In various versions, the bundles are hung or placed on a board and the whey is allowed to drain away from the curd.  This one said not to drain the whey from the vat, I have to admit I was skeptical about this, but I wanted to follow the recipe as closely as possible.

after an hour

After an hour I was surprised at how much whey came out of the bundles

probing the temperature

I had the probe from the thermometer wedged between the bundles to make sure that the temperature was constant

Knots, Knots, Stilton Knot.

I had to tighten the knots ever so often, this helped to firm up the curd and expel more whey.

After 2 hours of ripening and draining the curd in the bundles had become quite firm and it was time to take them out and heat the “Slabs” to increase the acidity.

Bundle #2

The smaller of the two bundles was the firmer

Bundle 1

The larger bundle was not as firm as the smaller one, but it was just as ready.

I inclined the insert in my vat and kept the heat on, the object was to heat the slabs and flip them every hour until they reached a specific pH.  Sounds like cheddaring process to me, without the cutting or stacking.

Heating the slabs

The curd slabs needed to be kept at 32 degrees celsius so I decided to put the probe in the curd.

Curd flipping.

After and hour I flipped the curd and kept on heating.

It only took 2 hours to reach the pH I was looking for.  I don’t have a pH meter so I have to interpret the pH strips based on the colour variations.  It is like guessing but I have had enough practice with Cheddars and Caerphilly to be somewhat accurate.  Now it was time to mill and salt the curd than place them in a mould to drain.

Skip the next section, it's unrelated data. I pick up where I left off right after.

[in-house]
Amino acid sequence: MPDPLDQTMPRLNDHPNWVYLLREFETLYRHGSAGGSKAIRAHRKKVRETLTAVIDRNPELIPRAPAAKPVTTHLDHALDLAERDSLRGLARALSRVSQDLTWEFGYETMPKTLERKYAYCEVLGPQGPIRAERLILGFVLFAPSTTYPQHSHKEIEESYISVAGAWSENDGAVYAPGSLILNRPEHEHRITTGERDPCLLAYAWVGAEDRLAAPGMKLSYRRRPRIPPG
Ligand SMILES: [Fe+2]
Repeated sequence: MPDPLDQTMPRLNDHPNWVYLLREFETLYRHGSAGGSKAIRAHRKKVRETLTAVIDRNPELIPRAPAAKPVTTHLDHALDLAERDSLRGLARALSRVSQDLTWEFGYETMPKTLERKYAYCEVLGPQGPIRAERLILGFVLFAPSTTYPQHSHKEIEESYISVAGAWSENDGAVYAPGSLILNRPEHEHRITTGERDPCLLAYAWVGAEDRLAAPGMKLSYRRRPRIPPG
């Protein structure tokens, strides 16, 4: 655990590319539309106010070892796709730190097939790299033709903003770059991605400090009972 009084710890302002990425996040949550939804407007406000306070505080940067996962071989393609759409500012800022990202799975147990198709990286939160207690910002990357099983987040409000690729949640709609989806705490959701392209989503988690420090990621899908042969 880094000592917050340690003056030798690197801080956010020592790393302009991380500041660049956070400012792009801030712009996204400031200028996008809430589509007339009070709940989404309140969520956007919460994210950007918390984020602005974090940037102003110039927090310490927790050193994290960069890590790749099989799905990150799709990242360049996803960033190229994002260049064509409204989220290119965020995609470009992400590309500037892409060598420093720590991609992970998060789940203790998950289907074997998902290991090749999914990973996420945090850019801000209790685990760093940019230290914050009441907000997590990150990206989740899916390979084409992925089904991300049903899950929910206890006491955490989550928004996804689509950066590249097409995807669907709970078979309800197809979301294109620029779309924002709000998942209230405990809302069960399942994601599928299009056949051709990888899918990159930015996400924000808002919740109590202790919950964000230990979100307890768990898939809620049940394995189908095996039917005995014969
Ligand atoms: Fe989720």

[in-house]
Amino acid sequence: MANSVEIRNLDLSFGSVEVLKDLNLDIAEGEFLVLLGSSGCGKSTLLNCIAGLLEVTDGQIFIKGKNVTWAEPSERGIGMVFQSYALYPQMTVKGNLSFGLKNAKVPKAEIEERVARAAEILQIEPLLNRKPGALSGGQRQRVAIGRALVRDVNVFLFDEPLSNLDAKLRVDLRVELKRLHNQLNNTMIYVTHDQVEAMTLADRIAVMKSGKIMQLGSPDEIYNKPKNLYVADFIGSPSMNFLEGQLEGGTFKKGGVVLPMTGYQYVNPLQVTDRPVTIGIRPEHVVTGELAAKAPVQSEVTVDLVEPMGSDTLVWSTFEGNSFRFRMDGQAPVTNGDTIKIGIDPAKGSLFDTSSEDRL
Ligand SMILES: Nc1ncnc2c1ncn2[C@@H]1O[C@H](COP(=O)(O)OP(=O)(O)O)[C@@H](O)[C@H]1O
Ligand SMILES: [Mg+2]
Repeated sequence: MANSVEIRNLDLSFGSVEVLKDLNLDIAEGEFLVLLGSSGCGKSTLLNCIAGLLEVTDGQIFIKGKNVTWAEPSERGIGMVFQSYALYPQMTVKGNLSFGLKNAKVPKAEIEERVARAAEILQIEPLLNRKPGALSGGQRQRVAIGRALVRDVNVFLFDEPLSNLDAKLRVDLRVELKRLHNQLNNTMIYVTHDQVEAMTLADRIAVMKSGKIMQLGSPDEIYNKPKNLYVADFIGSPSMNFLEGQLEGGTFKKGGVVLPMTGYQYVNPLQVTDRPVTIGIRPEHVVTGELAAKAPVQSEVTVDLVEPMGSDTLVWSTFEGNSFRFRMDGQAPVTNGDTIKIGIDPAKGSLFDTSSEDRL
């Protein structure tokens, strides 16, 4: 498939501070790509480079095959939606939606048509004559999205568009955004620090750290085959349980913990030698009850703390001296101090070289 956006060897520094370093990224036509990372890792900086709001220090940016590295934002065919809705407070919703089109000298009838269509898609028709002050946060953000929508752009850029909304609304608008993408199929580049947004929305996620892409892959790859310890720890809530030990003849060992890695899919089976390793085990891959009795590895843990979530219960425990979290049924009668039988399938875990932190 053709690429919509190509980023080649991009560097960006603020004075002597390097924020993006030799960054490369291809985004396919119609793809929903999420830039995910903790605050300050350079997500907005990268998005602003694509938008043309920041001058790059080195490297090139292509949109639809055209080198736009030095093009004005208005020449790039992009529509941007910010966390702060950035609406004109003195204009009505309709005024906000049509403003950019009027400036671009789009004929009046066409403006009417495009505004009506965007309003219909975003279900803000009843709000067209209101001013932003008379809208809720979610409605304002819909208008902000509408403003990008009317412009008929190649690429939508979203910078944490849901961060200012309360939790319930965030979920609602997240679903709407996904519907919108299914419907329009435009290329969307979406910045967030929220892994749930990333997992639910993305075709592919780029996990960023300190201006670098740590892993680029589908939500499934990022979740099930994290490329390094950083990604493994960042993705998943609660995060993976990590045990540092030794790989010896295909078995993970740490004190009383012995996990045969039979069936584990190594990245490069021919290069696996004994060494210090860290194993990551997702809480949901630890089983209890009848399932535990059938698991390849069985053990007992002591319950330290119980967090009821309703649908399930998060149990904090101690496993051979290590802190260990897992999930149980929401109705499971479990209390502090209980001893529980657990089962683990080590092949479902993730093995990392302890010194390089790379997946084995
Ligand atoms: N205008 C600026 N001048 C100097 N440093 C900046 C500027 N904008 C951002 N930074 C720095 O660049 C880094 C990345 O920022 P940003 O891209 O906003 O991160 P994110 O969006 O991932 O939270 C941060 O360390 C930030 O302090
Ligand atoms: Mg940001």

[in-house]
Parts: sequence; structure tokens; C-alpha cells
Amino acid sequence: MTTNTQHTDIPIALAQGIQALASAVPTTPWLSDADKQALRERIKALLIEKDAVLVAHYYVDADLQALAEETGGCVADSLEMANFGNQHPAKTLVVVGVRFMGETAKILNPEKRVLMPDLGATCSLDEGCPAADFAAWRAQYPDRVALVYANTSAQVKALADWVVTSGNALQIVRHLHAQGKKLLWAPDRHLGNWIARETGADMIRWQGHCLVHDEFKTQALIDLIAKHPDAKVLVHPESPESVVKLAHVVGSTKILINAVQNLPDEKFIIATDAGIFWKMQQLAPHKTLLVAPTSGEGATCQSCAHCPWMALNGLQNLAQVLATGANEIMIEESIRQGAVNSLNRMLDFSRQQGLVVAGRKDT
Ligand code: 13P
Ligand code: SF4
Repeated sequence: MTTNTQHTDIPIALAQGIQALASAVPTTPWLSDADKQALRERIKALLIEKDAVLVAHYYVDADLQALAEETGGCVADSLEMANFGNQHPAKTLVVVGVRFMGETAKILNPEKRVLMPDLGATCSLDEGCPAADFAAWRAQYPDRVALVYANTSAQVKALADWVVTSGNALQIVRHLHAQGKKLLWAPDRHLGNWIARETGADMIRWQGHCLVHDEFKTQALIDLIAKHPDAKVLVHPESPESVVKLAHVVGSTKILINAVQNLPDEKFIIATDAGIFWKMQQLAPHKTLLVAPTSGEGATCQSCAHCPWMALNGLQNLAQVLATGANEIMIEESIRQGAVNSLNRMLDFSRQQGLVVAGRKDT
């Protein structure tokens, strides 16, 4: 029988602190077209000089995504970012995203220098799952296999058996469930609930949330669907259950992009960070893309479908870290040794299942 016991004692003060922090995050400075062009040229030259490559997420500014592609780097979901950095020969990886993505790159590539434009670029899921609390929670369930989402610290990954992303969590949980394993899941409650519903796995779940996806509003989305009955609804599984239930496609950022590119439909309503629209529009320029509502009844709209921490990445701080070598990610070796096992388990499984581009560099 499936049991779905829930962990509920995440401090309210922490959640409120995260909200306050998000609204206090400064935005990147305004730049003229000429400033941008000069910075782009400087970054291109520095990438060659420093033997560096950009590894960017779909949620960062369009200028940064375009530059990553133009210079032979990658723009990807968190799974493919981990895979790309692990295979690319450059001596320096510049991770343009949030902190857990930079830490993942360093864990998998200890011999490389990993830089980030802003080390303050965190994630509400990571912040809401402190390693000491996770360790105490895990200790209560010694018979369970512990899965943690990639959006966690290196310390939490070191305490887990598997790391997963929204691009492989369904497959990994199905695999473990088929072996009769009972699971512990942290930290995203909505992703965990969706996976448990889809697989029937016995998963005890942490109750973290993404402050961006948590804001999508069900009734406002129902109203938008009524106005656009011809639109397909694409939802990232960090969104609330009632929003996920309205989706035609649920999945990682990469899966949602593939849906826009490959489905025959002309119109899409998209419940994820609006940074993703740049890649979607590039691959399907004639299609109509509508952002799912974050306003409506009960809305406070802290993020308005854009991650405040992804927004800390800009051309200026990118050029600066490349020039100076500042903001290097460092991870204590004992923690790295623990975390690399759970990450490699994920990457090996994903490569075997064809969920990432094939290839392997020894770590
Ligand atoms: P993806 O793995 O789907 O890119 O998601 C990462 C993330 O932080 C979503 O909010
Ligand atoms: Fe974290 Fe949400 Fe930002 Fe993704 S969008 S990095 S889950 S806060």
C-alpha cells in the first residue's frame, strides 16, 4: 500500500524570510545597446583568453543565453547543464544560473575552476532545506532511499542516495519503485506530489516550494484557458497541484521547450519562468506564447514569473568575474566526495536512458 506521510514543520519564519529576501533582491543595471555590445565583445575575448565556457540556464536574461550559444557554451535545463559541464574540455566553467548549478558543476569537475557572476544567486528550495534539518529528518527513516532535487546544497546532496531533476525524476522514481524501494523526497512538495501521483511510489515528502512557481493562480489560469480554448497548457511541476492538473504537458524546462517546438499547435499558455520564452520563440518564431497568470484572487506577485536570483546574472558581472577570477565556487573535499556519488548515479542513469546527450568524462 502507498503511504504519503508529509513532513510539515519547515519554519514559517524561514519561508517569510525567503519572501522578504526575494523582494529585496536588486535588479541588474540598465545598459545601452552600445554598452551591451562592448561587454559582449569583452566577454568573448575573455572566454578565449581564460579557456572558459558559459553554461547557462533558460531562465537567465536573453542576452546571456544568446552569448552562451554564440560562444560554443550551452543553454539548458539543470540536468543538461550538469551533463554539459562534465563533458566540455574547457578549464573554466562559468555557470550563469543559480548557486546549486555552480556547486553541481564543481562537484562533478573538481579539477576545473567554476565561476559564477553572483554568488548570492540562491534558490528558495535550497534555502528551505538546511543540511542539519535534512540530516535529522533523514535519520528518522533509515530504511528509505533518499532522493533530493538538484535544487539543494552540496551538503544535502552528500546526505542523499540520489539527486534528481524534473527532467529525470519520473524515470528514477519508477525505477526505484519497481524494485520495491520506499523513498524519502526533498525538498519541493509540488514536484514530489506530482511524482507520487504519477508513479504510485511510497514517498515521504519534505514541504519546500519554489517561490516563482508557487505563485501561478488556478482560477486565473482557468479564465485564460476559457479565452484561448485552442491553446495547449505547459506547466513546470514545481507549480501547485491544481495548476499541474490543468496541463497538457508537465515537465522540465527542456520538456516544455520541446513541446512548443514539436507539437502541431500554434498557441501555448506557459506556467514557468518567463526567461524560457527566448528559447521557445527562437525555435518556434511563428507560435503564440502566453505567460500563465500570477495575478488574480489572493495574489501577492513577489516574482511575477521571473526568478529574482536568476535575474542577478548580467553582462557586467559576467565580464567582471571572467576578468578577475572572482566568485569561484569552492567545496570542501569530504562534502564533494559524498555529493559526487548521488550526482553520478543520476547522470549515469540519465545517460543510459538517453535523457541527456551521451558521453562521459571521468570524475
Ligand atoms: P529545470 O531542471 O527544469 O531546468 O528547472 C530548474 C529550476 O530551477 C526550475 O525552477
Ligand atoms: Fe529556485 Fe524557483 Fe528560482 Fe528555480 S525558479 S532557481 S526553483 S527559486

Milled Curds

I milled the curd and added the salt by hand.

Stilton is not pressed in the traditional sense, it uses the weight of the curd to press the curd.  I don’t own a proper Stilton Mould, but I do own a Camembert hoop so I pressed it into service.

Packed into the hoop

I packed the curds into the hoop.

Filled up

I used my hand to press the curds down a bit and left them to drain.

The curds were flipped after 30 minutes, then again after 4 hours, then 12 hours, which would be at 10 AM the next day.  After that you flip the cheese every day for 3-5 days while keeping it at 18-20 degrees celsius (room temperature).

Together for curd.

This is a picture of the cheese then next day. See how well the curd has knitted together.

Curd knitting.

At the start of day 3, you can see how the curd has knitted together, but there are still gaps in the rind.

I am happy with the way there are some gaps, I want the blue mould to take root in these nooks and crannies.  Eventually I will smooth the rind in a process called “Rubbing Up”, where you use a knife to smooth the surface.  I hope to shoot some video of this to share, if not I will have some pictures.

As this is the last day of 2014, I wanted to take the time to thank everyone that has visited Much To Do About Cheese over the past year.  I am constantly surprised at the amount of traffic that this site gets, thank you I am honoured.

All the best in 2015 – Lets make it a year of Cheese!Ian Logo